Visited by RCAHMS (JRS) 5 May 1989.
Field Visit (7 July 1956)
This site was included within the RCAHMS Marginal Land Survey (1950-1962), an unpublished rescue project. Site descriptions, organised by county, are available to view online - see the searchable PDF in 'Digital Items'. These vary from short notes, to lengthy and full descriptions. Contemporary plane-table surveys and inked drawings, where available, can be viewed online in most cases - see 'Digital Images'. The original typecripts, notebooks and drawings can also be viewed in the RCAHMS search room.
Information from RCAHMS (GFG) 19 July 2013.
Artefact Recovery (26 December 2011)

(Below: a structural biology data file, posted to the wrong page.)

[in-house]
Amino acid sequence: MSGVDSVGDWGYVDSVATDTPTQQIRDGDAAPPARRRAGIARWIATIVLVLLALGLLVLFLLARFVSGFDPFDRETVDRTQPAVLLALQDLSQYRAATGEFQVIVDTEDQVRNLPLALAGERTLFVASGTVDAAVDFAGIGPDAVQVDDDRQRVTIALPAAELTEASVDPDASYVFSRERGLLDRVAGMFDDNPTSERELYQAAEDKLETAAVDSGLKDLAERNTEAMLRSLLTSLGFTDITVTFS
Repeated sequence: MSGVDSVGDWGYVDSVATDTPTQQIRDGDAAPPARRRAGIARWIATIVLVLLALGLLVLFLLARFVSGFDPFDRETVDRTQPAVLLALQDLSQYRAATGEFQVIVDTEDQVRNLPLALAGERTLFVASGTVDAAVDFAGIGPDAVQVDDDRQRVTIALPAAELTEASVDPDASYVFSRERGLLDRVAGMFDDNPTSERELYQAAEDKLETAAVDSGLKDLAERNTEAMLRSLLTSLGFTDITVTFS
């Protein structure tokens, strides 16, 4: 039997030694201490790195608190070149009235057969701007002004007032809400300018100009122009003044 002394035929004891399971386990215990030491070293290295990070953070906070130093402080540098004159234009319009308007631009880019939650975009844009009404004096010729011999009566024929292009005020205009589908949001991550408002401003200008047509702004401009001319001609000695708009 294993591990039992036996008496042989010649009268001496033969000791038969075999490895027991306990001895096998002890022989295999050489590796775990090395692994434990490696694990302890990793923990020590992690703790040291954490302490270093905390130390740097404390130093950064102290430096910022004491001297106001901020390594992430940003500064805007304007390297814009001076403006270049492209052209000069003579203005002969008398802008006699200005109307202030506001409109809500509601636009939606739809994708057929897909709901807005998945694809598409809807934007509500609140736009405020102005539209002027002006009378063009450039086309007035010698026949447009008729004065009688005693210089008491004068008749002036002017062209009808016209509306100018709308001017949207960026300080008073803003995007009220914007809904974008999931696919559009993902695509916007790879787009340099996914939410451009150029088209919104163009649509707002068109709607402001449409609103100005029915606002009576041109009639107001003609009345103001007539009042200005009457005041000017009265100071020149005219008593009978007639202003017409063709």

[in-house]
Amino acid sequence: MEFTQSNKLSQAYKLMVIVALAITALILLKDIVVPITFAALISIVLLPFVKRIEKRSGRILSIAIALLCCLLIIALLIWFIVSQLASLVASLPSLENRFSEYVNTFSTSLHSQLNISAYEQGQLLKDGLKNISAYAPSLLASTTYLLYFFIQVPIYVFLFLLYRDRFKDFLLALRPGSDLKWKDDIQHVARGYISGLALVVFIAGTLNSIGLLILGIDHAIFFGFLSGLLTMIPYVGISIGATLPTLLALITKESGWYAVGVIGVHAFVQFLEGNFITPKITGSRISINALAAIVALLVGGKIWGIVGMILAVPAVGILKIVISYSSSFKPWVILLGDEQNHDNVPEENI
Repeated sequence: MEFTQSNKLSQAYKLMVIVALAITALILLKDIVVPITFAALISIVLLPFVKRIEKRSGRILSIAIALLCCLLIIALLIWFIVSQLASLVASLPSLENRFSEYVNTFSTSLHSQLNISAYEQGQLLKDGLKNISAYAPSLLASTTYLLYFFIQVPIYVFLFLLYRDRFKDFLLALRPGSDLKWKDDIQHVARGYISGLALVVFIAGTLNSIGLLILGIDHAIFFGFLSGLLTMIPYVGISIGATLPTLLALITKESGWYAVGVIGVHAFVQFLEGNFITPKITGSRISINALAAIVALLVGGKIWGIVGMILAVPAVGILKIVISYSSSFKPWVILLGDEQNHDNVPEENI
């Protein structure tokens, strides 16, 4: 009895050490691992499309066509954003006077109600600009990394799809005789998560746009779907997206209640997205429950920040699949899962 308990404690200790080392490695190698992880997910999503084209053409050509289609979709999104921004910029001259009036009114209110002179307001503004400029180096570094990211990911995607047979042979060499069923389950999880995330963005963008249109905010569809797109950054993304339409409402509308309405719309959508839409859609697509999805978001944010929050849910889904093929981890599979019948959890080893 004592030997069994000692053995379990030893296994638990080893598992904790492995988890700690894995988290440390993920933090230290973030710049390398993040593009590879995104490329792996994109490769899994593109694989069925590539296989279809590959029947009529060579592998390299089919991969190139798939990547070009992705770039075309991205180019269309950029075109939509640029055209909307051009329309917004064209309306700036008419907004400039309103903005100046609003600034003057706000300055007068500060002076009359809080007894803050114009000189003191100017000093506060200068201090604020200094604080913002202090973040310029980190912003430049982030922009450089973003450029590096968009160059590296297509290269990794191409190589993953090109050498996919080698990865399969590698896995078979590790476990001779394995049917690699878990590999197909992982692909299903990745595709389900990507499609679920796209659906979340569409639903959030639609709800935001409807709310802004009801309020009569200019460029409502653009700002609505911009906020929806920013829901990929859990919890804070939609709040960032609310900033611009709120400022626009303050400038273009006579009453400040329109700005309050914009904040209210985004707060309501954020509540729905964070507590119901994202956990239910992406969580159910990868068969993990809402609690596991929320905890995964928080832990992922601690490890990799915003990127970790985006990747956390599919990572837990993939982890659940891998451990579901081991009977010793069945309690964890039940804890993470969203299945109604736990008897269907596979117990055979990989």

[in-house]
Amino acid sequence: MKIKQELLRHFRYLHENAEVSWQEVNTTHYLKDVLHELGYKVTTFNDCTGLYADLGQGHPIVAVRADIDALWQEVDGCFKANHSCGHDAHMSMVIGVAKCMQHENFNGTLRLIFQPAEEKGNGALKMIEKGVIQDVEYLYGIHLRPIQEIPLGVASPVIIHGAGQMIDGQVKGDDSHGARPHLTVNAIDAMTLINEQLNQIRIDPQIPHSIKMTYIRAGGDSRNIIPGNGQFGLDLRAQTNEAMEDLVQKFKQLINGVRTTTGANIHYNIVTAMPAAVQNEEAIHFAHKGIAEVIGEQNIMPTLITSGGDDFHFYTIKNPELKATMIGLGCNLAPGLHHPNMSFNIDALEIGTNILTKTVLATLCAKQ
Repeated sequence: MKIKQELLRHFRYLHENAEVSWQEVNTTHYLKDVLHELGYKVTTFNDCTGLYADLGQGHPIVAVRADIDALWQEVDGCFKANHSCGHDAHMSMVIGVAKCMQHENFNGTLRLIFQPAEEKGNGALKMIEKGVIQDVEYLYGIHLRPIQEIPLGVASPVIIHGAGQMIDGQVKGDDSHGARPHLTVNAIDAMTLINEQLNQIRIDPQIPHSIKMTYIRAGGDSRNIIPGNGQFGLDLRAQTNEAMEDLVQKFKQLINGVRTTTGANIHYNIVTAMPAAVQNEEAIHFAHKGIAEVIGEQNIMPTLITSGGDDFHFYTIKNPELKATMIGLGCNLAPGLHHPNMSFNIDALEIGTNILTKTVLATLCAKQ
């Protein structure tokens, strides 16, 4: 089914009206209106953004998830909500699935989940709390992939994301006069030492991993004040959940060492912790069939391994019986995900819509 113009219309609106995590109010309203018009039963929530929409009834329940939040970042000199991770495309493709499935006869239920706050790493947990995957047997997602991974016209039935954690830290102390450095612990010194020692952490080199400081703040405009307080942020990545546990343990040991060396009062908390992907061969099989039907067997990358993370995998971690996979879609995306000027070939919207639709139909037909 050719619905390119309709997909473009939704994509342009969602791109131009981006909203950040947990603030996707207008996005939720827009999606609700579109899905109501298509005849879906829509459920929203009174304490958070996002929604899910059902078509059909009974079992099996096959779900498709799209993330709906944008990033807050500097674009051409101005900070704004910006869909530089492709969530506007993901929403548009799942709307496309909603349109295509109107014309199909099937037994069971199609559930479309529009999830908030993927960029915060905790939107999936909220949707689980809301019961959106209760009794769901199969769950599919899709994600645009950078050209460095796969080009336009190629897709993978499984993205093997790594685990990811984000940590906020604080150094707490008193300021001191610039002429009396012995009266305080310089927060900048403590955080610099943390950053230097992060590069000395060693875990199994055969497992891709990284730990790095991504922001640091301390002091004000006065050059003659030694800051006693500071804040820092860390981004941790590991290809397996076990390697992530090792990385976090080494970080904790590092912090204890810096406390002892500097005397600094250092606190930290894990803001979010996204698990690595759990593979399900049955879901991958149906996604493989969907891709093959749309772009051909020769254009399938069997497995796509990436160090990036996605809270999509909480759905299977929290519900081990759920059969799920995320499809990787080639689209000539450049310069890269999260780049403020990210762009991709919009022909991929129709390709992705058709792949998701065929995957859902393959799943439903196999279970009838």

NO 2139 3167 A Roman coin was found by the side of a molehill a couple of metres to the N of the hillfort’s entrance on 26 December 2011. The coin is small, crudely struck and apparently bronze. The obverse has a faint, bearded portrait wearing a diadem. The letters ‘C’ ‘A’ and ‘V’ are visible. The reverse is largely smoothed away except for the letters ‘F’ ‘A’ and ‘B’ and possibly a very faint figure with an outstretched arm. Overall, the coin looks most like one of Carausius. A fragment of grey slip pottery, c10 x 10mm, was found in an adjacent molehill.